Author public readings are a staple of book promotion. In a week I’m going to Left Coast Crime in San Diego, and one of the activities I’m doing is a five-minute reading from my latest mystery, A Death at Tippitt Pond.
I’m fortunate. This kind of promotion doesn’t worry me. For the past fifteen years, I’ve judged at the Illinois regional speech tournament since I used to coach speech contestants in high school. Adding to that, I have forty-four years of speech and communications teaching on the high school and college levels. For me, a public reading is a breeze, but I’m aware that it may not be so for other writers. Believe me, I am sympathetic. If you are planning to do a public reading in the future, I have seven tips that will help you prepare and make you less nervous.
1. Find out how much time you have for the reading. If you get to decide the length yourself, remember people’s attention spans. In my case, I have only five minutes. Yikes! That’s the length of a television commercial break. This means I’ll leave a minute for an introduction and four minutes for the reading.
How much can I read in four minutes? I read aloud from my book and timed it on my phone. Four minutes is about two and a third pages, double-spaced. Not much. By the way, don’t try to time by reading it in your head—it’s goes faster than reading aloud. So now you know the length of your reading.
2. Choose an area of your book for your reading. Pick something that will interest your audience. In my own opinion, dialogue is more compelling than description. You want your listeners to want to read your book, so the more dramatic, the better. Pick something that will make your audience think, “I want to know what happens next.” If your reading demonstrates the tone or atmosphere of your book, great! I chose a meeting between a lawyer and my protagonist which contains a huge reveal. High drama!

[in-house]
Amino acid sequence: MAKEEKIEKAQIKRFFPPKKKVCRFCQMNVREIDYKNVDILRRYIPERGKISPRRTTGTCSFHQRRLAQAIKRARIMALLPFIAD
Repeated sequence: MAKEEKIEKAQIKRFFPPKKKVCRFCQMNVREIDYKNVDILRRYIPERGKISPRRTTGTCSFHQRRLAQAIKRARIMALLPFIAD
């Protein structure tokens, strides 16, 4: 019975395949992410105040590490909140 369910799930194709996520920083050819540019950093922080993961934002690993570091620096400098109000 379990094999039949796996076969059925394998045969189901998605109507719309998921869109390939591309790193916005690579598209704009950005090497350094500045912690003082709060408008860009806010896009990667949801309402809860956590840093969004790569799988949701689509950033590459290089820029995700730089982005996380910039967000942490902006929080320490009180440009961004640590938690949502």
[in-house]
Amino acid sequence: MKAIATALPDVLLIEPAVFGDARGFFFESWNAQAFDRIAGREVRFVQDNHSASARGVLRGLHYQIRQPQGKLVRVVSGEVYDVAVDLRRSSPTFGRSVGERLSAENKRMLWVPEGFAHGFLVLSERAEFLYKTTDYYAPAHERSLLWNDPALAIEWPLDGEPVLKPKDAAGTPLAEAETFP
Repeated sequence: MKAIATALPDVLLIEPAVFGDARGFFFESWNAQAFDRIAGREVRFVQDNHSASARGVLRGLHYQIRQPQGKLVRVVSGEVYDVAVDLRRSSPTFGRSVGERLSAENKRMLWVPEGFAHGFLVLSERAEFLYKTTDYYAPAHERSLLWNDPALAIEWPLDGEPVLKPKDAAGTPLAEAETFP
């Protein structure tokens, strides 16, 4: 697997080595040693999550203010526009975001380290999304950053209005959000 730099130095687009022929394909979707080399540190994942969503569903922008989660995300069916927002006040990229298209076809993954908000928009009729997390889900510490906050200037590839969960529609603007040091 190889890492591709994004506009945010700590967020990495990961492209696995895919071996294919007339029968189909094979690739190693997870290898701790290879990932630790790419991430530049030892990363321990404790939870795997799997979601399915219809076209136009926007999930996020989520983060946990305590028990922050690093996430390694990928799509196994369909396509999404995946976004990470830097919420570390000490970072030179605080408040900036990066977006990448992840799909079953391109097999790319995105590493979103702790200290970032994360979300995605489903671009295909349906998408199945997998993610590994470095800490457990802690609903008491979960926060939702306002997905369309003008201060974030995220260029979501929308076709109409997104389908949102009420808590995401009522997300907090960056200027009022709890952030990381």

3. Edit your reading. You don’t have to read it exactly as it’s written. If there is description that isn’t necessary for your audience to enjoy the story, you can cut that. Cut speaker tags, and anything else that isn’t important to the effect of the reading. If your reading is a bit long, editing will also help on your time.
4. Design an introduction. Read your piece and put yourself in the place of your audience. What do they need to know to understand your reading? What happened just before the reading? Who are the speakers? When did this happen? Once you decide what to include, read it aloud and edit for smoothness and time.
5. Re-read your introduction and piece aloud and time it. If it is still too long or is very close to your time limit, consider editing more. You don’t want to be rushed. Re-read it several times, timing it to make sure you are in good shape. If you find a phrase that is a stumbling block, consider changing it for smoothness. This is YOUR book, so you can edit.
6. When you are sure you have the right length, it is time to consider how you will read the words. If you’ve ever read to a child or grandchild, you know they aren’t too interested in a monotone recitation. (That point came home to me when I listened to my son do a great Eeyore for his daughter.) Print out your final copy, double-spaced. I like to make the font larger. Print on one side only. Find places where you want to pause, emphasize, or change your voice. Mark those to remind yourself. I like to use colored pens.
7. Practice. A lot. The best advice I can give you if you are a nervous reader is to know that reading cold. Concentrate on the introduction because that is where you are most likely to be nervous. Know it well. Also, practice looking up occasionally at your pretend audience. Once you get into the reading, your nerves should calm down because you’ve really prepared, and you’ve got this.
Being prepared is most of the battle, so I hope these steps will help you be less nervous and more effective as you’re selling your books. If you’ve done readings for audiences, are there any suggestions you might add?